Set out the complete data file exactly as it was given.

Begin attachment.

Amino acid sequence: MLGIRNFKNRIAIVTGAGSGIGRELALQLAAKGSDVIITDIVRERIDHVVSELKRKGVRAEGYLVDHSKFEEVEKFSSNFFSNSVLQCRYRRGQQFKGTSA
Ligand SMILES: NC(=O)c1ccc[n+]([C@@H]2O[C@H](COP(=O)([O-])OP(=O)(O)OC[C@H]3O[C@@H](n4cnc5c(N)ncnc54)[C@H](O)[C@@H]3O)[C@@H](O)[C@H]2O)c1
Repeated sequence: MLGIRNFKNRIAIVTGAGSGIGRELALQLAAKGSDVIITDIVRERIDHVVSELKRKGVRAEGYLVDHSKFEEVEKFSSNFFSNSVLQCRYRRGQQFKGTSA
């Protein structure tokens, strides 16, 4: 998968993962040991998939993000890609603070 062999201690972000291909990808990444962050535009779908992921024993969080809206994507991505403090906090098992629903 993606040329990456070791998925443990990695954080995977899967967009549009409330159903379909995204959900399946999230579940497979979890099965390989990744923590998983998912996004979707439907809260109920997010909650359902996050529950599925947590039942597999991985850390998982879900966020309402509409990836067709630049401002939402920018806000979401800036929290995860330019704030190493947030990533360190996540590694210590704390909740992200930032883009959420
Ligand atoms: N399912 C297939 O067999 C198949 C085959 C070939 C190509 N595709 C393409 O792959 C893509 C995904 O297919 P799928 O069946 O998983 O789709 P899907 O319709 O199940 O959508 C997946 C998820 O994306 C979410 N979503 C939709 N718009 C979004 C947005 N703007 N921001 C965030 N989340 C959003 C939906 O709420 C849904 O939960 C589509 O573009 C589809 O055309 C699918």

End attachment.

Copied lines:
Amino acid sequence: MLGIRNFKNRIAIVTGAGSGIGRELALQLAAKGSDVIITDIVRERIDHVVSELKRKGVRAEGYLVDHSKFEEVEKFSSNFFSNSVLQCRYRRGQQFKGTSA
Ligand SMILES: NC(=O)c1ccc[n+]([C@@H]2O[C@H](COP(=O)([O-])OP(=O)(O)OC[C@H]3O[C@@H](n4cnc5c(N)ncnc54)[C@H](O)[C@@H]3O)[C@@H](O)[C@H]2O)c1
Repeated sequence: MLGIRNFKNRIAIVTGAGSGIGRELALQLAAKGSDVIITDIVRERIDHVVSELKRKGVRAEGYLVDHSKFEEVEKFSSNFFSNSVLQCRYRRGQQFKGTSA
């Protein structure tokens, strides 16, 4: 998968993962040991998939993000890609603070 062999201690972000291909990808990444962050535009779908992921024993969080809206994507991505403090906090098992629903 993606040329990456070791998925443990990695954080995977899967967009549009409330159903379909995204959900399946999230579940497979979890099965390989990744923590998983998912996004979707439907809260109920997010909650359902996050529950599925947590039942597999991985850390998982879900966020309402509409990836067709630049401002939402920018806000979401800036929290995860330019704030190493947030990533360190996540590694210590704390909740992200930032883009959420
Ligand atoms: N399912 C297939 O067999 C198949 C085959 C070939 C190509 N595709 C393409 O792959 C893509 C995904 O297919 P799928 O069946 O998983 O789709 P899907 O319709 O199940 O959508 C997946 C998820 O994306 C979410 N979503 C939709 N718009 C979004 C947005 N703007 N921001 C965030 N989340 C959003 C939906 O709420 C849904 O939960 C589509 O573009 C589809 O055309 C699918």